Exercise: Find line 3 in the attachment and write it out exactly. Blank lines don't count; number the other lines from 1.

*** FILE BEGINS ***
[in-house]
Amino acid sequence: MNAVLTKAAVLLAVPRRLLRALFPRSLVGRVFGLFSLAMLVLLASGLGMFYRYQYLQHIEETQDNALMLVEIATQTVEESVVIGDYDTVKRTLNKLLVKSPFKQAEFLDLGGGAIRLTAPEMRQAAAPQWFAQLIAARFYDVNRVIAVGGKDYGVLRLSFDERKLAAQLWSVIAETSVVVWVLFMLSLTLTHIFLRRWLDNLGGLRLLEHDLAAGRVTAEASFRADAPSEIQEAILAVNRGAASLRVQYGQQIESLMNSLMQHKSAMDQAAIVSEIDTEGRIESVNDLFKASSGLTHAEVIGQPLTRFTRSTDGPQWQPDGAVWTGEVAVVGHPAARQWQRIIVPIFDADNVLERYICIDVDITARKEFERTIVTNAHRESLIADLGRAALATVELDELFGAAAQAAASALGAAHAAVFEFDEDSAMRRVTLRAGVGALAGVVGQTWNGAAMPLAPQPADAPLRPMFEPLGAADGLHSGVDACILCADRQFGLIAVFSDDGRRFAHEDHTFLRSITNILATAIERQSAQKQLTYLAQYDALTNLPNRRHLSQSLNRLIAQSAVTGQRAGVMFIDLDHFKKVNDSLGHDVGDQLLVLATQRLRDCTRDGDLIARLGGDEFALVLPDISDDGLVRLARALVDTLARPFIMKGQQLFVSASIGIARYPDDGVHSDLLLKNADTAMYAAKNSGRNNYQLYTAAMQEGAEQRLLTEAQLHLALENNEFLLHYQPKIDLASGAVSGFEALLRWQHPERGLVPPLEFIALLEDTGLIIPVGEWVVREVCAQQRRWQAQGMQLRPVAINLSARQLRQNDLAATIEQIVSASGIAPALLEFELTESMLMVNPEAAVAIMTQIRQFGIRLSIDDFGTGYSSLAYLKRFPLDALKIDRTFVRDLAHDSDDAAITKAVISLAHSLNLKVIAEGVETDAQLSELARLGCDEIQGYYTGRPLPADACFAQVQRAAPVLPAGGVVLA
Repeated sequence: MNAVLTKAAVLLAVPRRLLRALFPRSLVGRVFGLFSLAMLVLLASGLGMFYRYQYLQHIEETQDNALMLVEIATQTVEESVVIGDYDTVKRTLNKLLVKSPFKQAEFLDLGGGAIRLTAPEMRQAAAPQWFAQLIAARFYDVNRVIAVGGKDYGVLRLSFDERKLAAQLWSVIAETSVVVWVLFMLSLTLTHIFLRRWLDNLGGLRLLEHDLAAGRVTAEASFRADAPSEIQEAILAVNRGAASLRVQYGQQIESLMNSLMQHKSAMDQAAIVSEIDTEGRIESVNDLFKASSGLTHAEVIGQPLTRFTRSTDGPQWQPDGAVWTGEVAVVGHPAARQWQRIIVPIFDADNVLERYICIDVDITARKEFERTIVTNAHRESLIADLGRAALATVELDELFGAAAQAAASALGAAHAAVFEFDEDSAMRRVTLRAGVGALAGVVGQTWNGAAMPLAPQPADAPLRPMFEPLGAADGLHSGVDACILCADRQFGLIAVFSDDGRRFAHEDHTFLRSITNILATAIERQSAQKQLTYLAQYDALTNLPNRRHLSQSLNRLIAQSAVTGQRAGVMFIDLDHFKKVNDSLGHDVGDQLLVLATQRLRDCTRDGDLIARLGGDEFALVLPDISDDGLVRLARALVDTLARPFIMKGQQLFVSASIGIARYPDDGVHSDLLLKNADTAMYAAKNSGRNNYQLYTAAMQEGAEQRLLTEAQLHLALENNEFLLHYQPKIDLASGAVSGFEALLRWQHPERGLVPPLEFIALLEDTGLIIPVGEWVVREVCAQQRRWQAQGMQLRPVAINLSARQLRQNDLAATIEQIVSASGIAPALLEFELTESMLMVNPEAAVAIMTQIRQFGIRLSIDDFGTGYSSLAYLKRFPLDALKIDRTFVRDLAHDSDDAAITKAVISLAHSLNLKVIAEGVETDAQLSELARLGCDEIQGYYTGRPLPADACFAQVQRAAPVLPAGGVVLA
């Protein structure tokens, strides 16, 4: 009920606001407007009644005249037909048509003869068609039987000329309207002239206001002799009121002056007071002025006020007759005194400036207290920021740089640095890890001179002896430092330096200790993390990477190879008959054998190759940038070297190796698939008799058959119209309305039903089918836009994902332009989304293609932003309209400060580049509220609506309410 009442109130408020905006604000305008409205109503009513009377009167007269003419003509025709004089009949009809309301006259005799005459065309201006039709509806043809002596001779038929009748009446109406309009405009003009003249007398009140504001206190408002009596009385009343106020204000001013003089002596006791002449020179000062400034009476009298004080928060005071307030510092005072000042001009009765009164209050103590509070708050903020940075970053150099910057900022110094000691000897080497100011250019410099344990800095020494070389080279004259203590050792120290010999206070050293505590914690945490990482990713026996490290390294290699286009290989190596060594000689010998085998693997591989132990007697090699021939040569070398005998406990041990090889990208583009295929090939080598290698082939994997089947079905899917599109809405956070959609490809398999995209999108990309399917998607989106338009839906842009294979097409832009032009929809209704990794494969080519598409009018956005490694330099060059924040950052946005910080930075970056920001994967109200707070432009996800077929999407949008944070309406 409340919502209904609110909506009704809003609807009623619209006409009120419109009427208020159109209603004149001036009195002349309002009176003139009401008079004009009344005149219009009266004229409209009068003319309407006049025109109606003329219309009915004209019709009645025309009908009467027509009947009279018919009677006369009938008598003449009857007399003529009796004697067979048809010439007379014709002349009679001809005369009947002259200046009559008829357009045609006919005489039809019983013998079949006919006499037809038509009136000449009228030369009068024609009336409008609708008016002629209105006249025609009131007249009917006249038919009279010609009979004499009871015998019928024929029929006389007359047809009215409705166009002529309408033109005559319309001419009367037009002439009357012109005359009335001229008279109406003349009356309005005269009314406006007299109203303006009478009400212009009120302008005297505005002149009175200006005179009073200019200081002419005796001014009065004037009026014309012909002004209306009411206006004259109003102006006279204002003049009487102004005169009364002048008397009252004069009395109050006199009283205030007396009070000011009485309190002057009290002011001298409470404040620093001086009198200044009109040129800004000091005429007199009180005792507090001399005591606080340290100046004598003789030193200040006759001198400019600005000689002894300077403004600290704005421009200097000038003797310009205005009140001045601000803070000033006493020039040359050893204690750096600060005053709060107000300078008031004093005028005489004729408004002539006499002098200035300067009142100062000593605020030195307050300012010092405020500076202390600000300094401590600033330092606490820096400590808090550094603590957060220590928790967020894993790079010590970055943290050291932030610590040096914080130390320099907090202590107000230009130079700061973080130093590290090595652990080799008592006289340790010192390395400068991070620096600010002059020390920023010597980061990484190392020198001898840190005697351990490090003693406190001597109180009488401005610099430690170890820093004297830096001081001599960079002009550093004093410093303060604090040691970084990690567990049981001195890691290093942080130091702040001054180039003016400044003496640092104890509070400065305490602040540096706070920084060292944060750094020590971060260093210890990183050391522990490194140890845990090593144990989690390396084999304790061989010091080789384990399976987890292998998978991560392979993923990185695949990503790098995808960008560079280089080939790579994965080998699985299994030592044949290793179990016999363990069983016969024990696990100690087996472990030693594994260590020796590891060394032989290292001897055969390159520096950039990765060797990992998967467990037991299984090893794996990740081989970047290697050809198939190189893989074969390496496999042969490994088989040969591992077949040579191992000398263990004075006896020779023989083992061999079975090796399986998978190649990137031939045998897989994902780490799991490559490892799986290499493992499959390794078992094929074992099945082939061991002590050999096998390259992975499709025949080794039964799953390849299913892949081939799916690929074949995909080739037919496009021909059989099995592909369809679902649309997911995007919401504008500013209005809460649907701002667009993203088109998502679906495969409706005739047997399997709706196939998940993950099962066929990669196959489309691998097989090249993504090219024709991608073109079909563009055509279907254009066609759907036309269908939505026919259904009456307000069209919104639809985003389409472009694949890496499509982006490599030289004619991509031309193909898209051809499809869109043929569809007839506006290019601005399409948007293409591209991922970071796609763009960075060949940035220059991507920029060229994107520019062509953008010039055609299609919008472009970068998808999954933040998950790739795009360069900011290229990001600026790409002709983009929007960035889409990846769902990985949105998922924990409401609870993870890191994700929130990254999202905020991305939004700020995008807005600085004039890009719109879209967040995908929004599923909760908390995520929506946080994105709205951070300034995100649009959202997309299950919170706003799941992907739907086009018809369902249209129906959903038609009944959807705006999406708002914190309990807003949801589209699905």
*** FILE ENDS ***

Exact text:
Repeated sequence: MNAVLTKAAVLLAVPRRLLRALFPRSLVGRVFGLFSLAMLVLLASGLGMFYRYQYLQHIEETQDNALMLVEIATQTVEESVVIGDYDTVKRTLNKLLVKSPFKQAEFLDLGGGAIRLTAPEMRQAAAPQWFAQLIAARFYDVNRVIAVGGKDYGVLRLSFDERKLAAQLWSVIAETSVVVWVLFMLSLTLTHIFLRRWLDNLGGLRLLEHDLAAGRVTAEASFRADAPSEIQEAILAVNRGAASLRVQYGQQIESLMNSLMQHKSAMDQAAIVSEIDTEGRIESVNDLFKASSGLTHAEVIGQPLTRFTRSTDGPQWQPDGAVWTGEVAVVGHPAARQWQRIIVPIFDADNVLERYICIDVDITARKEFERTIVTNAHRESLIADLGRAALATVELDELFGAAAQAAASALGAAHAAVFEFDEDSAMRRVTLRAGVGALAGVVGQTWNGAAMPLAPQPADAPLRPMFEPLGAADGLHSGVDACILCADRQFGLIAVFSDDGRRFAHEDHTFLRSITNILATAIERQSAQKQLTYLAQYDALTNLPNRRHLSQSLNRLIAQSAVTGQRAGVMFIDLDHFKKVNDSLGHDVGDQLLVLATQRLRDCTRDGDLIARLGGDEFALVLPDISDDGLVRLARALVDTLARPFIMKGQQLFVSASIGIARYPDDGVHSDLLLKNADTAMYAAKNSGRNNYQLYTAAMQEGAEQRLLTEAQLHLALENNEFLLHYQPKIDLASGAVSGFEALLRWQHPERGLVPPLEFIALLEDTGLIIPVGEWVVREVCAQQRRWQAQGMQLRPVAINLSARQLRQNDLAATIEQIVSASGIAPALLEFELTESMLMVNPEAAVAIMTQIRQFGIRLSIDDFGTGYSSLAYLKRFPLDALKIDRTFVRDLAHDSDDAAITKAVISLAHSLNLKVIAEGVETDAQLSELARLGCDEIQGYYTGRPLPADACFAQVQRAAPVLPAGGVVLA